Dr. Orlando L. Taylor, President of The Chicago School’s Washington, DC Campus and Interim Vice President for Academic Affairs, participated in a Congressional briefing on Capitol Hill on Wednesday, May 16th on the Ronald E McNair Postbaccalaureate Achievement Program. The McNair Program is a vital part of the equation for the United States to produce a highly qualified, well prepared, and diverse faculty that will be required for the country’s colleges and universities to remain competitive in the global marketplace. According to Dr. Taylor, a former Mc Nair Program Director, McNair is among the very best undergraduate programs in the country that prepares and places students in graduate school, where they subsequently enjoy enormous success, obtain doctoral degrees and become prepared for the professoriate.
Despite its strong track record of success, the Department of Education recently cut $10 million from the McNair program. This funding cut will eliminate more than one-third (36.5%) of the current programs.
Selected as an astronaut candidate by NASA in January 1978, Dr. McNair logged a total of 191 hours in space. Dr. McNair died on January 28, 1986 when the Space Shuttle Challenger exploded after launch from the Kennedy Space Center in Florida.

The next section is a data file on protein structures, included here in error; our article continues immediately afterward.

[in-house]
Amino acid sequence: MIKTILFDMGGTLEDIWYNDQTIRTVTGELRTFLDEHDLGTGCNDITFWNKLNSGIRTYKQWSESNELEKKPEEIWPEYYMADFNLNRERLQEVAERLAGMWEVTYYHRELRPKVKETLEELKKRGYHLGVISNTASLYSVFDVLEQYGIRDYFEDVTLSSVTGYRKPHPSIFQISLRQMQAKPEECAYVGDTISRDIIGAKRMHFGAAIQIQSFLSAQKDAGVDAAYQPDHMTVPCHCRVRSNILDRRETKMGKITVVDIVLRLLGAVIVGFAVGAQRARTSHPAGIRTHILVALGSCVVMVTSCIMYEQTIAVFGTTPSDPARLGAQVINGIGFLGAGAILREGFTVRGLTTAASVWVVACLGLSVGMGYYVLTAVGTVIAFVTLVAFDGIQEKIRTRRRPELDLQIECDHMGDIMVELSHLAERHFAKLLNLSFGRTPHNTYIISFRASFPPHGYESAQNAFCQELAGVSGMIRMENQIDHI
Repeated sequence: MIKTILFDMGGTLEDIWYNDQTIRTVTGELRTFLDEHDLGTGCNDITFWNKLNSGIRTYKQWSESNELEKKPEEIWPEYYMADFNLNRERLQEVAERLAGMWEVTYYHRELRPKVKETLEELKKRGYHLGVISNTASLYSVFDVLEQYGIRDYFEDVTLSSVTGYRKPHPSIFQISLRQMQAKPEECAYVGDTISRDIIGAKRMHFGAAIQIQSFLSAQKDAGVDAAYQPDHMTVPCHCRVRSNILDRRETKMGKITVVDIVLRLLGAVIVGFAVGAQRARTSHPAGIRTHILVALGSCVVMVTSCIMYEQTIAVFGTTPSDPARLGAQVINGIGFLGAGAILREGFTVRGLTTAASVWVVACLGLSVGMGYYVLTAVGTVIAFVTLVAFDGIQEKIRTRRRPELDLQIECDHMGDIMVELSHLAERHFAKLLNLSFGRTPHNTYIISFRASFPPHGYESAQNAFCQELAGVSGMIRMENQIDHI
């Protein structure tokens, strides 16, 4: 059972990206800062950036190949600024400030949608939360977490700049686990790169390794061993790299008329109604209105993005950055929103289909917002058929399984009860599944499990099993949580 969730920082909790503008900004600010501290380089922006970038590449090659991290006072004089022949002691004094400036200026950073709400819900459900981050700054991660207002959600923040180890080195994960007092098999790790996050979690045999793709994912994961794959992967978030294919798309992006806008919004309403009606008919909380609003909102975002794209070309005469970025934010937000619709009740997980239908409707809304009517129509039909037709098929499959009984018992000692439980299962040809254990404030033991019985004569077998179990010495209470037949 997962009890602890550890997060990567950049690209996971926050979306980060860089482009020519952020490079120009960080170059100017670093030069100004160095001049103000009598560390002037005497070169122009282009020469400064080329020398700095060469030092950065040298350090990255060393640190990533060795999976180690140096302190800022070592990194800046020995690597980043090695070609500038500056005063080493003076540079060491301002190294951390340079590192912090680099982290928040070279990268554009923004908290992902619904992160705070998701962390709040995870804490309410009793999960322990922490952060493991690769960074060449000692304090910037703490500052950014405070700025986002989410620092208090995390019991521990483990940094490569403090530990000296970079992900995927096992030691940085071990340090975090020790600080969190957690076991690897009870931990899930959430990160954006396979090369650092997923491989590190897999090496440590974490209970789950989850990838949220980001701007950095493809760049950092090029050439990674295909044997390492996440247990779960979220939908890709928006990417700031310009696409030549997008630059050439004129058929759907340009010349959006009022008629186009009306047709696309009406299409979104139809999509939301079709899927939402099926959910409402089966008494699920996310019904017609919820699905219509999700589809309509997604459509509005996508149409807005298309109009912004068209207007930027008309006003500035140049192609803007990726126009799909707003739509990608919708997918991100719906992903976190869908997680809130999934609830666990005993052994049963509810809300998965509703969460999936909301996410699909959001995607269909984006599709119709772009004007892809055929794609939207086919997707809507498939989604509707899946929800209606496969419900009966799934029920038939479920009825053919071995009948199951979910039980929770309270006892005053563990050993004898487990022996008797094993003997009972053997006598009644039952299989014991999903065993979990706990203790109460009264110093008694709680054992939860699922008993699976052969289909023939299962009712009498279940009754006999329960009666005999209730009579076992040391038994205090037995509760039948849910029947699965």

In 1986, the U.S. Congress – led by Senators Paul Simon (D-IL) and Strom Thurmond (R-SC) – chose to honor the legacy of Dr. Ronald E. McNair through the establishment of the Ronald E. McNair Postbaccalaureate Achievement Program. As part of the Federal TRIO Programs (“TRIO”), the McNair Program prepares low-income, first-generation and minority undergraduates for careers in academia. By providing research opportunities, faculty mentoring and counseling, admission test preparation and financial aid, the McNair program has helped approximately 2,500 alumni achieve doctoral degrees over the last quarter century.
In addition to Dr. Taylor's testimony, TCSPP has signed a letter, along with numerous other organizations, expressing our concern over the funding cut to the McNair program. The letter showing our support for the McNair Program was sent to U.S. Secretary of Education Arne Duncan.